The National Climatic Data Center prepares an extensive report each month detailing the State of the Climate both globally and nationally. The reports are made available about a week into the following month and cover everything from “Wildfires” to “Snow & Ice” to “Hurricanes & Tropical Storms” among others. Significant events are noted and temperature and precipitation are ranked for various scales from global to national to state and even down to climate divisions. Rankings for the past month, season, and year are all available. The Regional Climate Centers each contribute reports for their own areas describing the recent climate and highlighting significant events.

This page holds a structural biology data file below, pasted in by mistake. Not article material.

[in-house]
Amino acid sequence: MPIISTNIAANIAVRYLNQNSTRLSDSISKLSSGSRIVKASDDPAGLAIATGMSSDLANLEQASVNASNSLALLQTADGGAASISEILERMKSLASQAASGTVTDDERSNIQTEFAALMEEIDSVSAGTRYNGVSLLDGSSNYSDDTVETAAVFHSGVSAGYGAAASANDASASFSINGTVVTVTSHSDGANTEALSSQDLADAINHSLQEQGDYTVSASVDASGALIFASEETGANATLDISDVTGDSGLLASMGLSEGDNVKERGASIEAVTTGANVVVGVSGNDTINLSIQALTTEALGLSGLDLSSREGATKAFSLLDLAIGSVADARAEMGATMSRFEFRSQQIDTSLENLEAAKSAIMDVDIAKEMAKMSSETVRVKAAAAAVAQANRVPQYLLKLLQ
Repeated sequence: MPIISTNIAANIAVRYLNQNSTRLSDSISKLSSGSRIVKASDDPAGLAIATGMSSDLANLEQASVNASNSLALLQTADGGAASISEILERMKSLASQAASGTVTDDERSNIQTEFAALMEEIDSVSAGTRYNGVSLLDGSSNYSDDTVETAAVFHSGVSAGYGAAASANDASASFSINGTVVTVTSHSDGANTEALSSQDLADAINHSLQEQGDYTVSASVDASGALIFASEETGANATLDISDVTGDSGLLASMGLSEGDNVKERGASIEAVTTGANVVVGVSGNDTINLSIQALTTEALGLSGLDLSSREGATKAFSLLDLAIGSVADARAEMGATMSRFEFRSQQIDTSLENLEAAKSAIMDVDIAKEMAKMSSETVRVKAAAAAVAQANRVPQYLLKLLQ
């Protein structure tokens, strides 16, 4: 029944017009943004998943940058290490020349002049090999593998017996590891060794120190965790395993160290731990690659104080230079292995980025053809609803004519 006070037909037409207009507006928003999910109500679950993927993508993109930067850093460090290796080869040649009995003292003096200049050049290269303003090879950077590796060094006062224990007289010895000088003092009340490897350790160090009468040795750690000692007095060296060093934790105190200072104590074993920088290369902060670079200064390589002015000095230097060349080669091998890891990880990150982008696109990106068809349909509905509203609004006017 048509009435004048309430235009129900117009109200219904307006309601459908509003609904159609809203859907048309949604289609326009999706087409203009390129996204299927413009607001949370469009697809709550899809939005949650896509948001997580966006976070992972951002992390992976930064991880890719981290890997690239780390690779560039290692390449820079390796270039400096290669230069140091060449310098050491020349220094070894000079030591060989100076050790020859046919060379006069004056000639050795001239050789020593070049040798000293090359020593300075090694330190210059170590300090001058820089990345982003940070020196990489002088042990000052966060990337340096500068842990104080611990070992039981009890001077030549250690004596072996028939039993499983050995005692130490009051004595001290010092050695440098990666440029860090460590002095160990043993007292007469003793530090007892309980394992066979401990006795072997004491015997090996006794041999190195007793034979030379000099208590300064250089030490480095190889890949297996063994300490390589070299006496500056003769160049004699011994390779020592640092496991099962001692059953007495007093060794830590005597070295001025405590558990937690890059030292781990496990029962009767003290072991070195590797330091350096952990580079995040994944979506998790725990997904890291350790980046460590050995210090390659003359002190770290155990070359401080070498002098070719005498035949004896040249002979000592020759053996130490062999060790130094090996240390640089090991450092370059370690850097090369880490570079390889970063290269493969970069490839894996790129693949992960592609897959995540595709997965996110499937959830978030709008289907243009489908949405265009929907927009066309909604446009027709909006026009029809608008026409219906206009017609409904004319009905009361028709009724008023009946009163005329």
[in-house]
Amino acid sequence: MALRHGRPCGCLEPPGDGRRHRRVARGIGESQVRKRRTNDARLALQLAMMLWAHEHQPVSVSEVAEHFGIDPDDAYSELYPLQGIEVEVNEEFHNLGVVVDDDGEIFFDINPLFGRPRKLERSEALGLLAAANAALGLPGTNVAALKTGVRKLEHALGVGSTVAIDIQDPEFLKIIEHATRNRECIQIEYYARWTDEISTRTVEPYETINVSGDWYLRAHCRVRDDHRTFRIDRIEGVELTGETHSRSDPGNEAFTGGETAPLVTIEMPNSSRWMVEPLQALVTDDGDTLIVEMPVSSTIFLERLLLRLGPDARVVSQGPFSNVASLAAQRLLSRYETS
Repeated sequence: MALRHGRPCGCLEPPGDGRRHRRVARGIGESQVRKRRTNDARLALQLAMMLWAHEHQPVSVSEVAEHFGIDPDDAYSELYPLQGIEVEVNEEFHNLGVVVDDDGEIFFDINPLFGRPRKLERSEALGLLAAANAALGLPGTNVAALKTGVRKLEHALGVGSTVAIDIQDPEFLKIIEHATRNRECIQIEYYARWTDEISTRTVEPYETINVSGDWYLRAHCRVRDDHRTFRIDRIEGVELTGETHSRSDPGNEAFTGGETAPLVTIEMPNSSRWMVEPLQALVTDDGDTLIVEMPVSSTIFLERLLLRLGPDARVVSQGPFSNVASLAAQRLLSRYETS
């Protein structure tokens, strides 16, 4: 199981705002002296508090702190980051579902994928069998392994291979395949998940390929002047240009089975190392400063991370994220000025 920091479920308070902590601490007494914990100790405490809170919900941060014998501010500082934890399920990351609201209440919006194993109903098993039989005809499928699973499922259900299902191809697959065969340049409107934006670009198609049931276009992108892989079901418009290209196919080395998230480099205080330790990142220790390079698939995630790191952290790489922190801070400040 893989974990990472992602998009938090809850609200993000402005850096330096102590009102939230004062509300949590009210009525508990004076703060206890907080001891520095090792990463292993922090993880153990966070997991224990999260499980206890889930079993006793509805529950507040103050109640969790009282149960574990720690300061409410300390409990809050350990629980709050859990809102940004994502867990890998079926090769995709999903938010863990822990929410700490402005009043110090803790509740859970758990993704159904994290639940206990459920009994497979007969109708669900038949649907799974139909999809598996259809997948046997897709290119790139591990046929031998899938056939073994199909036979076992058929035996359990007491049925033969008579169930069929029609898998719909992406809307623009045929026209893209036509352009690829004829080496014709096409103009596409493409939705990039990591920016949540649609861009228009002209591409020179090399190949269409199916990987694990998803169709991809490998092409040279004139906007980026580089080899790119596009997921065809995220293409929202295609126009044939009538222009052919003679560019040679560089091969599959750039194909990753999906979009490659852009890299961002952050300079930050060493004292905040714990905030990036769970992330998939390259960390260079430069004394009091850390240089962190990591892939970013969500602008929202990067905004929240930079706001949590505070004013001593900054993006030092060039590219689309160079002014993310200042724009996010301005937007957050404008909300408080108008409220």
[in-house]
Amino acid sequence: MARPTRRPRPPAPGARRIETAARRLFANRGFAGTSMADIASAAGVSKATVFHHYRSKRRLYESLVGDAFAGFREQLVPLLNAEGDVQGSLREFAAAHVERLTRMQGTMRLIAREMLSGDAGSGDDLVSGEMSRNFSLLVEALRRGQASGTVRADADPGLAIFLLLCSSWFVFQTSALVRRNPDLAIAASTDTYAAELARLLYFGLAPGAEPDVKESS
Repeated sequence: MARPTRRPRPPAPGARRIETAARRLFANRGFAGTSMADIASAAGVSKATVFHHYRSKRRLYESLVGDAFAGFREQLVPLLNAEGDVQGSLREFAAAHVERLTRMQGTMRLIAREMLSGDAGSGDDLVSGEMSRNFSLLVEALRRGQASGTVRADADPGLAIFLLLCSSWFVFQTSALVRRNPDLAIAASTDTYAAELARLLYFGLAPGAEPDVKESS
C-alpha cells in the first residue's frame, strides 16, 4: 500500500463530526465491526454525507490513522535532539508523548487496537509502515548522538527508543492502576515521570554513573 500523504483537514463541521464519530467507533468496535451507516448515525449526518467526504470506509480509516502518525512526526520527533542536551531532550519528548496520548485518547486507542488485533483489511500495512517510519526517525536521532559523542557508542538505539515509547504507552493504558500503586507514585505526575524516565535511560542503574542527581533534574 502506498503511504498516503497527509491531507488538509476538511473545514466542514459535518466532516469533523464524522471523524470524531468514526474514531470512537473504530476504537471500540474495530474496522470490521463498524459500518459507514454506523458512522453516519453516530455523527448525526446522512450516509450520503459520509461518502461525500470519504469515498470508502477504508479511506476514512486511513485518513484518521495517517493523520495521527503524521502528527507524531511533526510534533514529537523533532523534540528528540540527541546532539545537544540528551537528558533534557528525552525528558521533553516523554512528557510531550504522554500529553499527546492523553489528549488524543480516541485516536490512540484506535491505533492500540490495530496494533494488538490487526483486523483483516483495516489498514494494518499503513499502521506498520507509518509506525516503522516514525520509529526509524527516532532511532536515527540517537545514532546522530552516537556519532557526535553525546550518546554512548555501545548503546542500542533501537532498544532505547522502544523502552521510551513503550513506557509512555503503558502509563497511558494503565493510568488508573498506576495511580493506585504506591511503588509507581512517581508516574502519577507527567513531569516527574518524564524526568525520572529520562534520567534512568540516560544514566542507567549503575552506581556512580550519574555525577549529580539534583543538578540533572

Austin, TX (Jan. 6-11) - Annual Meeting of the American Meteorological Society
Mike Timlin and Nancy Westcott will be attending the annual AMS meeting which includes the Applied Climatology conference. Dr. Westcott will be presenting a paper on weather conditions associated with West Nile Virus in the Central United States.
Former MRCC student intern, Bryce O'Neill, will also be presenting his research on Chicago Heat Waves that was done during the summer at the MRCC.